Surprising Trends from the World of Online Gaming
Read Nick Yee’s piece on how the media gets video games wrong on the Huffington Post.
Online games such as Second Life or EverQuest might seem escapes from reality, opportunities to create new persona and new worlds. In his book, The Proteus Paradox, gaming researcher Nick Yee instead contends that these games often serve to replicate the offline world, from its superstitions to its furniture. We asked Dr. Yee about his research, his biggest concerns about the future of gaming, and why the NSA would want to play World of Warcraft.
Yale University Press: Could you describe how you became interested in gaming research?
Nick Yee: I’ve always been a gamer. I remember playing the original SimCity and Civilization games from floppy disks when I was a kid. Of course, I could have never imagined I would end up studying gamers for a living.
During my junior year in college, back in 1999, two seniors a year ahead of me did their theses on the personality differences among gamers of different video game genres. One of those genres was the Massively-Multiplayer Role-Playing Game. And so their thesis adviser got them a copy of EverQuest so they could better understand the game context. I was the lab techie for their adviser and installed the game for them. For whatever reason, I was the only one of the three who enjoyed playing the game. It was playing EverQuest that made me realize how interesting these online communities are.
I began running online surveys of EverQuest players in the spring of 2000, as part of an independent study project with Professor Doug Davis at Haverford College. Over the years, I’ve surveyed over 50,000 online gamers on a diverse range of topics— asking why they play, how they fall in love, how they manage drama in guilds, etc.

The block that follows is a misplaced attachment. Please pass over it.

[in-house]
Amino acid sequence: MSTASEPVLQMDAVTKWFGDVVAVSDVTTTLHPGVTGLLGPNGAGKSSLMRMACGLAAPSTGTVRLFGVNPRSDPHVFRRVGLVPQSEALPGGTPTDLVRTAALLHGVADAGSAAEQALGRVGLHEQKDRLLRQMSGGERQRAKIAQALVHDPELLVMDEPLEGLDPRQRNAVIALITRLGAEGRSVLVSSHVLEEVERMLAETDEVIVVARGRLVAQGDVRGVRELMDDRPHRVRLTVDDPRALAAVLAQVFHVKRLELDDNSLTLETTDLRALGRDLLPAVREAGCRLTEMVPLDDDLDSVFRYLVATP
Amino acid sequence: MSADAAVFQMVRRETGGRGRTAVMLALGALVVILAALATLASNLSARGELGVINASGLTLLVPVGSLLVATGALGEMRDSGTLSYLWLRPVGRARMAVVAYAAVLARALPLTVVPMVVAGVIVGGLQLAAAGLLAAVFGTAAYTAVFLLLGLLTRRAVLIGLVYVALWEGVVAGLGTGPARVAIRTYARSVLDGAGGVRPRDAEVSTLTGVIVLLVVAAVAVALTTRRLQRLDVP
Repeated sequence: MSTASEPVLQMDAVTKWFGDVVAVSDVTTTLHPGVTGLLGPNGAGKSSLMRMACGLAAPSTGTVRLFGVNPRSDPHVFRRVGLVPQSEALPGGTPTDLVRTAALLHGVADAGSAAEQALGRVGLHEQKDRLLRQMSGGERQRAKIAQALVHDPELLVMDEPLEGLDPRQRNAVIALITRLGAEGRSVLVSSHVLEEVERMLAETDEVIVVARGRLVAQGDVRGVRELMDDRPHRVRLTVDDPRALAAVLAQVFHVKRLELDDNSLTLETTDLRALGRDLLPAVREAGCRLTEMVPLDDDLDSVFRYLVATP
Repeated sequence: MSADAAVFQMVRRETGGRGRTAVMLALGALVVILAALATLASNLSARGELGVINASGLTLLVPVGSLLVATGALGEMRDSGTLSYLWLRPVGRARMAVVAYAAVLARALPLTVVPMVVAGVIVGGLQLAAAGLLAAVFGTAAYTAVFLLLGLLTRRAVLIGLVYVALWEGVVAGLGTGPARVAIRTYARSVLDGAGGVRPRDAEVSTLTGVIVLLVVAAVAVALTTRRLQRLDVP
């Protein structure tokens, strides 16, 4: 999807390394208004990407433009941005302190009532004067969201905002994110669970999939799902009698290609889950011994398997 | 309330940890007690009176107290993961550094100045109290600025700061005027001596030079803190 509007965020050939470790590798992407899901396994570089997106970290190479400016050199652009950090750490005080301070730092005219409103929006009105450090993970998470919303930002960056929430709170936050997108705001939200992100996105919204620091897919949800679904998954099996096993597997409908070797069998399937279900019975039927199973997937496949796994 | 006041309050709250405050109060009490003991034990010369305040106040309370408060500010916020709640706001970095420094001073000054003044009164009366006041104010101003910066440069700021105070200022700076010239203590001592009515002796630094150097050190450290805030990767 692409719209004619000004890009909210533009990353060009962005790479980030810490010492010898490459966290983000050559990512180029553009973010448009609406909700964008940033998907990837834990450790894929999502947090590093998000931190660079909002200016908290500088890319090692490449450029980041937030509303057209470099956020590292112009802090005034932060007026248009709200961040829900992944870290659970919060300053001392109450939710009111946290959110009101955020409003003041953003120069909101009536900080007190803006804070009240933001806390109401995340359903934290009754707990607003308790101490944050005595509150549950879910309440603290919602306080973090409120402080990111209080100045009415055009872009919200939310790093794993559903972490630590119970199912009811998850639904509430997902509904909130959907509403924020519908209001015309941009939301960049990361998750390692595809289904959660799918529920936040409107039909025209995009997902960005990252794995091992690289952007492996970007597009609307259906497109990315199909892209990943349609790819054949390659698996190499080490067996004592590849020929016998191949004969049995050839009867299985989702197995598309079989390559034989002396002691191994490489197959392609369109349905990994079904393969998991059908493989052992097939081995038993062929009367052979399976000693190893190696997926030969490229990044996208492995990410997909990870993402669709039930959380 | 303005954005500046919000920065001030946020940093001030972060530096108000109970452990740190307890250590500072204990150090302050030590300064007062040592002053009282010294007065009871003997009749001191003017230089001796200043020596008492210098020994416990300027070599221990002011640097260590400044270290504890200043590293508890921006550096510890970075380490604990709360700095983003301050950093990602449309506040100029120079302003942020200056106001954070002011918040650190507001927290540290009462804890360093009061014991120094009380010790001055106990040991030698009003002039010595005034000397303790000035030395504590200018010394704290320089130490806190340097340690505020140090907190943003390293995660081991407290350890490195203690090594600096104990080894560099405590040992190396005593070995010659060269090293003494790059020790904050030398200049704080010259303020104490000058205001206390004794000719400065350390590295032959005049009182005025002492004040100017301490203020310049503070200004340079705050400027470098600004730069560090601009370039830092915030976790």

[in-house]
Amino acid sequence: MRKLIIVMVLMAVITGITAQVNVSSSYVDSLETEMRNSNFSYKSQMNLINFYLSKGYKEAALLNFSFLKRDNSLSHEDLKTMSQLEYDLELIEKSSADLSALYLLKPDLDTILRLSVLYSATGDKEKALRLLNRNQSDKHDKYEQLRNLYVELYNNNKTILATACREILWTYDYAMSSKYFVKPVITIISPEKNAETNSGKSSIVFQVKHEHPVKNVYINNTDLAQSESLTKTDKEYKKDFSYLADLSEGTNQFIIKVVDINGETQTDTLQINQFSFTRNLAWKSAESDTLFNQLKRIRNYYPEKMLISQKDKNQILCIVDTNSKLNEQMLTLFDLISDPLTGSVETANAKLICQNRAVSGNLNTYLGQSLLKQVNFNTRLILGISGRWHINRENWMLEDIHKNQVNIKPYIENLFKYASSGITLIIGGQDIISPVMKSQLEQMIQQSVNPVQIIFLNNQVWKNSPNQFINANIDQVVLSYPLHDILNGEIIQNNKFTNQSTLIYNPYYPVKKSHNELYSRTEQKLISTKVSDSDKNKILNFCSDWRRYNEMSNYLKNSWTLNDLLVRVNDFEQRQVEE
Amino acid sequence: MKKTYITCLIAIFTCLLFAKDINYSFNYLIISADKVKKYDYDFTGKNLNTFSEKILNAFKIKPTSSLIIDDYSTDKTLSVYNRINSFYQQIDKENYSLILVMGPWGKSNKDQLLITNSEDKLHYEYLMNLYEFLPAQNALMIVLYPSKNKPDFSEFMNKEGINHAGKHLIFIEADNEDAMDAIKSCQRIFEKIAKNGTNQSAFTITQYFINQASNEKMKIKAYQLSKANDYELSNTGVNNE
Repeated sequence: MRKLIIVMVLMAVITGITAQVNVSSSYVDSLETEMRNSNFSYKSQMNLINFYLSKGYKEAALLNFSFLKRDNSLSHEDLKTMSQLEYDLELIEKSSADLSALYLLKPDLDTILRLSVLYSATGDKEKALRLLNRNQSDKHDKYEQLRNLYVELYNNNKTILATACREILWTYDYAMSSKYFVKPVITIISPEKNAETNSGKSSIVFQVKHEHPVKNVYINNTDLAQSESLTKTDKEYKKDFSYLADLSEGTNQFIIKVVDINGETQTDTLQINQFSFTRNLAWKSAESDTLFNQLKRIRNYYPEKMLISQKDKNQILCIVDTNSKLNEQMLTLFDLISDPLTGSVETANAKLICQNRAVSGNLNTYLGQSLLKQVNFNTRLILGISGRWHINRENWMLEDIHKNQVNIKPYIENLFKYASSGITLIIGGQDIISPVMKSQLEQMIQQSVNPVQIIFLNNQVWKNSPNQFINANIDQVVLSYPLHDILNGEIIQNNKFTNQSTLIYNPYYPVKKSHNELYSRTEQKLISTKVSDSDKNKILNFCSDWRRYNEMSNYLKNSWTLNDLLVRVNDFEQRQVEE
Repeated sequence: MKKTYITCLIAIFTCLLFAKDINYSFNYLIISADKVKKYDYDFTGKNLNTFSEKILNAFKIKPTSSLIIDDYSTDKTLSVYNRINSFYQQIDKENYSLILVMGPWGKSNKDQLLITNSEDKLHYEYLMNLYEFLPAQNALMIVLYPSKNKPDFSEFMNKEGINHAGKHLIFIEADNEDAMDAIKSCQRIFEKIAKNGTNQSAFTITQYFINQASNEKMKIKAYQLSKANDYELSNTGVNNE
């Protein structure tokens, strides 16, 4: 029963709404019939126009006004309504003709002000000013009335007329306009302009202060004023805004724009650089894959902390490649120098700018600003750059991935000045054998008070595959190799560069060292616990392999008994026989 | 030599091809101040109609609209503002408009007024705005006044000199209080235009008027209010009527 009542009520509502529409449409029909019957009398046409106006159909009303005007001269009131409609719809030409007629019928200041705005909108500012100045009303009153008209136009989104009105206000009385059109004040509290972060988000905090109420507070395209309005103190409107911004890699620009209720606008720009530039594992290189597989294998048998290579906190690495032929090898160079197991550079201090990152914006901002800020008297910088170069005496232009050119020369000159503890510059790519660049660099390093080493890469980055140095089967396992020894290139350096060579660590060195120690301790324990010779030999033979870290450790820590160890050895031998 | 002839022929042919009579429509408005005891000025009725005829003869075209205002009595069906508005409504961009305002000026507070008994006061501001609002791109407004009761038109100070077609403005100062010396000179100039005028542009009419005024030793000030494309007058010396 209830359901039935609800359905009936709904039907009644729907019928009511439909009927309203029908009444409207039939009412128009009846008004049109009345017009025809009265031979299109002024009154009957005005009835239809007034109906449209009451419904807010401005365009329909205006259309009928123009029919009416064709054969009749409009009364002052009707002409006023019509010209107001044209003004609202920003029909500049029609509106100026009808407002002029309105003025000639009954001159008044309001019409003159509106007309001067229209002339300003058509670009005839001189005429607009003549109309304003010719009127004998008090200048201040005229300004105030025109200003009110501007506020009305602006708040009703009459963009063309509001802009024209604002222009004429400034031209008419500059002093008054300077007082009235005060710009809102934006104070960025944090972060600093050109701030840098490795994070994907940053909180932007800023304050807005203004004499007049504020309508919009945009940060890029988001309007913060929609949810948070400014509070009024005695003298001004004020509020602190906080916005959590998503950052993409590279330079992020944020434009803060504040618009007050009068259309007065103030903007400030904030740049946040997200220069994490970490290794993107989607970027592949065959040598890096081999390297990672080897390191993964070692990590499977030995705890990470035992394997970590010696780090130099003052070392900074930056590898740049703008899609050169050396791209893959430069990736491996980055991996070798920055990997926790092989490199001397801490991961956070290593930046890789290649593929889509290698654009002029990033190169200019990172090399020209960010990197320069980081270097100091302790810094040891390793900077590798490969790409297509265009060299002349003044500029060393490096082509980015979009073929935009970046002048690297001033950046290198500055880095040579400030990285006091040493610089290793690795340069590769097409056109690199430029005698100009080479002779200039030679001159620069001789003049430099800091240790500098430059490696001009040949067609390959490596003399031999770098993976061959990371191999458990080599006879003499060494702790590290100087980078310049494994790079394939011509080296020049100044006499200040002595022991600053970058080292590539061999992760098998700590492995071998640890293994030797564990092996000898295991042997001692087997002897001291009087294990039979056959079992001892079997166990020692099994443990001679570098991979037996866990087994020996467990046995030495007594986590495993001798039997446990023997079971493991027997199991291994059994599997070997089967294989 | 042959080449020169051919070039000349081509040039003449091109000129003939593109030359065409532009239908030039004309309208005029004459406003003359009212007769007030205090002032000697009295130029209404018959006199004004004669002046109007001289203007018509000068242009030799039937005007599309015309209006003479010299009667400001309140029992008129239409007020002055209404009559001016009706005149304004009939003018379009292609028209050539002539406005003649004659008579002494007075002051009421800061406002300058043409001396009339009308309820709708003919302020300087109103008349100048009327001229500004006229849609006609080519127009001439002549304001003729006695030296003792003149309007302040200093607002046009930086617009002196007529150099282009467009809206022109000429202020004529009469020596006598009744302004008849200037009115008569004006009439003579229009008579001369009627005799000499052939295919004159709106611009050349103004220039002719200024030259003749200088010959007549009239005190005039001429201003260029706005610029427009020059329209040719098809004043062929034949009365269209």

YUP: What are the Daedalus Project and the Proteus Effect? Why all these names from Greek mythology?
Yee: As I began surveying online gamers and generated findings, I used blogging software to archive, categorize, and index all these findings. And so the Daedalus Project was born. It was a website that I used to recruit from, engage with, and share my findings with the online gaming community.
In 2003, as I was running the Daedalus Project while working full-time in Chicago, I realized that I probably should go to grad school if I was doing all this research on my own time. I was accepted to Stanford’s Ph.D. program in Communication and began four incredibly productive years with Professor Jeremy Bailenson. For my dissertation, I ran a series of experiments exploring how our digital avatars might change us in turn. We found that people given more attractive avatars walk closer to and share more personal information with virtual strangers. And people given taller avatars negotiate more aggressively in a bargaining task. And so it turns out that in virtual worlds, our digital bodies change how we think and behave. We referred to this as the Proteus Effect, a reference to the Greek sea god Proteus who could change his physical form at will.